AS: What’s not to love! I enjoy the friendly and eclectic customers who call in on a daily basis, each one of them seemingly more enthusiastic, passionate and knowledgable about their collecting field than the last. I love the opportunity to handle wonderful objects every day. Every now and then I get to handle something really special, of real lasting cultural significance. To paraphrase Philip Larkin, a book with “magical value”, one of those books that make the hairs on the back of your neck stand on end. Honestly though I’d do it without those high spots, the job is endlessly fascinating, there’s no such thing as a mundane book!

Abe:  What is the most prized item in your inventory? Why?

 AS: “Prized” to me has to mean the item, regardless of value, that I would least like to sell. The item that would give me the greatest pang of regret as it went out the door. Hmm, I suppose that would currently have to be a broadside we have banning the playing of football in Alnwick town centre in 1827. I enjoy provincial ephemera immensely, a broadside or handbill can illuminate a local historical event or incident that can otherwise be completely unrecorded, unlike a book, a bill or broadside can be likely as not unique. They’re just great social history. This notice bans the annual Shrove Tuesday game “in consequence of the danger arising from playing Foot-ball in the streets”. The townsfolk were eventually successful in their attempts to have the game removed from the town (too much damage was being caused to shop fronts from packs of wild lads running amok!) as the Duke of Northumberland presented a nearby field for the playing of the game. The match is still played every year at Alnwick, as it has been reputedly for over 700 years. In the old days, the game was reputedly played with a Scotsman’s head! As a subject (unlike some other sports) football material has continued to rise in value and early football material is now rare indeed. This broadside is early, rare, ephemeral, a super subject and it tells a great story. It was a pleasure to research. I also really appreciate the printers sense of layout and typography. Meant to have been pasted up in Alnwick town centre the thing just shouldn’t have survived. Yet here it is!

Abe: What’s the one book you covet most? Why?
AS: Well, we’d all like to come across a Shakespeare quarto, Romeo and Juliet perhaps!? Being more realistic though I’ve always hankered after a signed copy (in the fragile dust-jacket of course) of Graham Greene’s Rumour at Nightfall. Its just one of those legendarily unobtainable books. It was only his third novel and Greene hated it so much he later suppressed it. If not that then a copy of the Newcastle author Joseph Crawhall’s Ye Loving Ballad of Lorde Bateman, 1860. Its the only one of Crawhall’s books that we’ve not had, hardly surprising as there were only 15 copies printed.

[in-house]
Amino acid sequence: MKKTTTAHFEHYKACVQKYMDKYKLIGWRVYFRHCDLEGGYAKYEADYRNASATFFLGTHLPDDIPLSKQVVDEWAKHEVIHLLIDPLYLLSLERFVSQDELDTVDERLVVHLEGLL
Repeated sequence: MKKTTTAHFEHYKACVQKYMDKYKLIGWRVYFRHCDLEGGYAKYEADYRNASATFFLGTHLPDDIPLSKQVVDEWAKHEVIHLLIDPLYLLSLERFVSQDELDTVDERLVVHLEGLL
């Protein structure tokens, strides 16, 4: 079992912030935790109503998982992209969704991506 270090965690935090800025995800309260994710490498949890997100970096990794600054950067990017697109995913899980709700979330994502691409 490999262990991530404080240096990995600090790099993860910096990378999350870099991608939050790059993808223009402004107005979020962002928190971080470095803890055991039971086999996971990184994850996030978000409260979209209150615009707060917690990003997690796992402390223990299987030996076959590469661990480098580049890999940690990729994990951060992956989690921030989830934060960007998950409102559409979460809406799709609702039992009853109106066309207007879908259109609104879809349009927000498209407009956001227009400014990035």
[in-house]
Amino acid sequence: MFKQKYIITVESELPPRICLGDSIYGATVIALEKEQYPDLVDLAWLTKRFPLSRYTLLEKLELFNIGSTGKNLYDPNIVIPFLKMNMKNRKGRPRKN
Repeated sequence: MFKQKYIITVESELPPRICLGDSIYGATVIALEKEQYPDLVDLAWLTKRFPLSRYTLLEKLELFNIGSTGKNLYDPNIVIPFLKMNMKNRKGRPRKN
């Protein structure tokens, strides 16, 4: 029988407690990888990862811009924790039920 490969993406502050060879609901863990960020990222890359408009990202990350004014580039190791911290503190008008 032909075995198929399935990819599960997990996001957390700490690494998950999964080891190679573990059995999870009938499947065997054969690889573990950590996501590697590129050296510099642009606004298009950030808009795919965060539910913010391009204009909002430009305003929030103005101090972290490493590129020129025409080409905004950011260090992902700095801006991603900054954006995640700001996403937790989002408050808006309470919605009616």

Toad of Toad Hall by Kenneth Grahame, 1929

Abe:  What’s the oddest thing you’ve found in a book you’ve come across?
AS: Not odd in and of itself but odd in terms of a fortunate stroke of serendipity the memorable day I came across it. Just after we reopened the shop in 2006 a lady brought in a small pile of Darwin firsts and reprints, inevitably the firsts were all his later titles from the late 1870’s and early 1880’s. My bookbinder happened to be sat in the shop at the time and quipped “hey, imagine if one of them was signed”. “Hah!, that will be the day!” I replied, just as I was opening one of the volumes. And right there between the black front endpapers, tucked in for safe keeping, was a sheet of laid paper with the words “Charles Darwin, Down House, 1878” written in a big bold hand…

Abe: What’s your most memorable moment as a professional book seller?
AS: The one that always springs to mind is bidding at auction on behalf of Seven Stories – The National Centre for Children’s Books. I was asked to represent them at a Yorkshire saleroom when the library of Enid Blyton’s daughter, Gillian Baverstock, came up for sale. As well as her substantial library there were 15 of Enid Blyton’s original annotated typescripts. Booksellers from far and wide attended the sale, it was a real bun fight. The typescripts however were the most fought over. I’m pleased to say that we managed to secure the 13 that Seven Stories were after, but not before a significant sum was spent with all the eyes of the press and television crews upon us.

Abe: And of course, what’s your favourite book?

AS: I read so much all day I really enjoy a non-taxing classic crime or historical novel. I’ll confess a soft spot for the Flashman titles, they’re hugely entertaining, uproariously funny and a history lessen to boot.